Electricity

Electricity is invisible and comes out of the socket. However, the energy we need for all kinds of electrical appliances and for charging electric vehicles does not come from nowhere.

Electricity

Electricity

In order for electricity to be used, it must first be generated by producing electrical energy with the aid of power plants. Electrical energy can be generated from light, heat, movement or chemical energy stored in coal or oil, for example. Different types of power plants are needed to generate energy: coal-fired power plants, nuclear power plants, hydroelectric power plants, gas turbine power plants, geothermal power plants, wind power plants and solar power plants. The electric energy generated in this way is transported via the closed power grid to end consumers and their power sockets.

Not all electricity is created equal, however. There are significant differences in the cleanliness of production – a coal-fired power plant emits CO2, which is bad for the climate, while nuclear power plants produce radioactive waste, which is problematic when it comes to disposal. The power of the sun and the wind should be harnessed increasingly and converted into energy in the future. The use of these renewable energies places less of a burden on the environment in terms of waste.

The source of the electricity used is particularly relevant when it comes to charging the battery of an electric vehicle. The cleaner the electricity, the more environmentally friendly the vehicle. The following example shows how extensive the differences can be: The generation of one kilowatt hour of electricity in a coal-fired power plant results in the emission of more than one kilogramme of CO2. If this kilowatt hour of electricity comes from a hydroelectric power plant, however, fewer than 50 grams of CO2 are emitted. This includes the CO2 released during construction and maintenance of the infrastructure.

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The electricity mix in Switzerland

Switzerland is in a privileged situation when it comes to renewable energies thanks to hydropower. According to the Swiss Federal Office of Energy, in 2019, 75% (2018: 74%) of the electricity produced in Switzerland came from renewable sources: 66% from large-scale hydropower and around 8.4% from photovoltaics, wind, small-scale hydropower and biomass. 19% of the electricity came from nuclear energy, and just under 2% from waste and fossil fuels. For 4% of the electricity supplied, the origin and the composition are not verifiable (2018: 6%), which however is no longer permissible since 2020.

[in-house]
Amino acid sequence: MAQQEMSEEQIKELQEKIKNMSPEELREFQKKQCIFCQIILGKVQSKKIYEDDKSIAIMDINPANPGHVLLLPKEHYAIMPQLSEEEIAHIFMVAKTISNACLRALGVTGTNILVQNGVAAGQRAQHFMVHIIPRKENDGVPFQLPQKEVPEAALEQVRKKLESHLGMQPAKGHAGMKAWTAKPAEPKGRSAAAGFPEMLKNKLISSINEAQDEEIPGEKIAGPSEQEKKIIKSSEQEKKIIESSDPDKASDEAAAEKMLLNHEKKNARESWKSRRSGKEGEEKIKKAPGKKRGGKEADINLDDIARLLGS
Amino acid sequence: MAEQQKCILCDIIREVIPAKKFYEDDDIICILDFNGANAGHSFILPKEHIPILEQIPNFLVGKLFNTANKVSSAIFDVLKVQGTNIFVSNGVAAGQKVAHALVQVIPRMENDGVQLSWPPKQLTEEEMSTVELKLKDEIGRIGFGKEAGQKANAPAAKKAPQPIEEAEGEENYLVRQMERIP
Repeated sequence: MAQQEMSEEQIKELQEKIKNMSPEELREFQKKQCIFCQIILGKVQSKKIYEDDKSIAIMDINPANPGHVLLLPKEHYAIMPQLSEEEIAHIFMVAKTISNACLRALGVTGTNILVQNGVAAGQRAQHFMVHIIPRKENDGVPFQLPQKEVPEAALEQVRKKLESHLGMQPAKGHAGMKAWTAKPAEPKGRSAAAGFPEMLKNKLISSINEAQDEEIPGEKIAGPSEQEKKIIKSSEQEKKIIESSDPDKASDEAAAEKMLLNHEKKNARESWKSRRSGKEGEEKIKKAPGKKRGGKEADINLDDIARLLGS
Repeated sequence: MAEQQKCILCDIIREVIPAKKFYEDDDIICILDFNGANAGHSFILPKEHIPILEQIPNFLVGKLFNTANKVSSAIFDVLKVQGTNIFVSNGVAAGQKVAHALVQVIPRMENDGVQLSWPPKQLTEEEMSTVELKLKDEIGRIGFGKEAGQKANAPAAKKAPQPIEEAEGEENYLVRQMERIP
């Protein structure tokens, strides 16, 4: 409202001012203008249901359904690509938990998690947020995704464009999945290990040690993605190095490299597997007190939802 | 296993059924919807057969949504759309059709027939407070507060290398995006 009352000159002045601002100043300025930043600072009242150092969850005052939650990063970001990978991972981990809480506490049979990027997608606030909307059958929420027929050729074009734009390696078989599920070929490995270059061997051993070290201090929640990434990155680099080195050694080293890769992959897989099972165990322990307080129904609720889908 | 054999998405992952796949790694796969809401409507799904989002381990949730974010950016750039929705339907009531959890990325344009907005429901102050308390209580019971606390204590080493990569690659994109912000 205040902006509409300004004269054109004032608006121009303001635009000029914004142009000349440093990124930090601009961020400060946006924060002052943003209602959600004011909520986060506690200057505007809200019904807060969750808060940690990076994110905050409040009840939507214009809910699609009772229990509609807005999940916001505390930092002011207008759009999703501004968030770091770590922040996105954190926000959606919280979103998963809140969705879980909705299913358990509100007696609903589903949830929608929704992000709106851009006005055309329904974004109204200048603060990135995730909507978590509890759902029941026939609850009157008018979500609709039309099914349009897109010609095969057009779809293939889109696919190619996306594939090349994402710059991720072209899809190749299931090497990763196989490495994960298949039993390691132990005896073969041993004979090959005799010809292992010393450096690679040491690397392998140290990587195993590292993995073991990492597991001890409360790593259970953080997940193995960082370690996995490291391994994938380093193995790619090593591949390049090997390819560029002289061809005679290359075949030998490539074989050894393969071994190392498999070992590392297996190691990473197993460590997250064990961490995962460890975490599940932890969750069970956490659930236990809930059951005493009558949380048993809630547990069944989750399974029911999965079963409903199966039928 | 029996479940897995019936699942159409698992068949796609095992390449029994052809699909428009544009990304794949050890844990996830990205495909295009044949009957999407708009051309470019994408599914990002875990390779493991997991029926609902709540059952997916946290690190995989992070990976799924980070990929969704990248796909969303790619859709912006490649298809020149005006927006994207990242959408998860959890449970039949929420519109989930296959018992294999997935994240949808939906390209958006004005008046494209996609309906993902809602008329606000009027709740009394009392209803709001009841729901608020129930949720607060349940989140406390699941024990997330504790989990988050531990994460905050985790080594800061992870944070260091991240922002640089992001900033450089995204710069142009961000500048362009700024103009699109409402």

The electricity produced is not the same as the electricity supplied, as Switzerland exports and imports electricity, resulting in a slight shift in the composition of the electricity mix: 56.4% came from hydropower, 35.2% from nuclear energy, 2.6% from fossil fuels, and just below 6% from renewable energies. In the interests of transparency, electricity suppliers in Switzerland have been obliged since 2005 to disclose the origin and composition of the electricity they supply. According to the Swiss Federal Office of Energy website, declarations are always made retroactively, based on the data of the previous calendar year. Suppliers have been required to disclose these figures to all customers with their electricity bills since 2006, and since 2013, the data have also been published on the Internet platform www.stromkennzeichnung.ch.

A glimpse at Switzerland’s largest city reveals that the electricity supplied to electric vehicles at a fast-charging station operated by the Municipal Electric Utility Zurich (EWZ) is 100 per cent certified natural electricity from Switzerland. This is produced exclusively in Swiss hydropower, solar and wind plants, and helps to facilitate sustainable electric mobility.

Ionity

Costs

Electricity is measured and paid for in kilowatt hours (kWh). In Switzerland, a kilowatt hour of electricity costs between CHF 0.10 and CHF 0.40, depending on the region and the chosen rate and electricity mix (night-time rate, green electricity).

This breakdown shows how much it costs on average to fully charge the empty battery of an electric car. It is particularly relevant whether the electricity is taken from a normal socket or from a fast-charging station:

Charging option               Charging capacity            Time to full charge          Cost per charge

Socket                                  3.7 kW                                 13:30 h                                CHF 10.50

Wall box                              11 kW                                   4:30 h                                   CHF 10.50

Charging station*            50 kW                                   1 h                                         CHF 37.50

* Provider: MOVE fast charging, CHF 2.00 activation fee + CHF 0.10/min. + CHF 0.59/kWh

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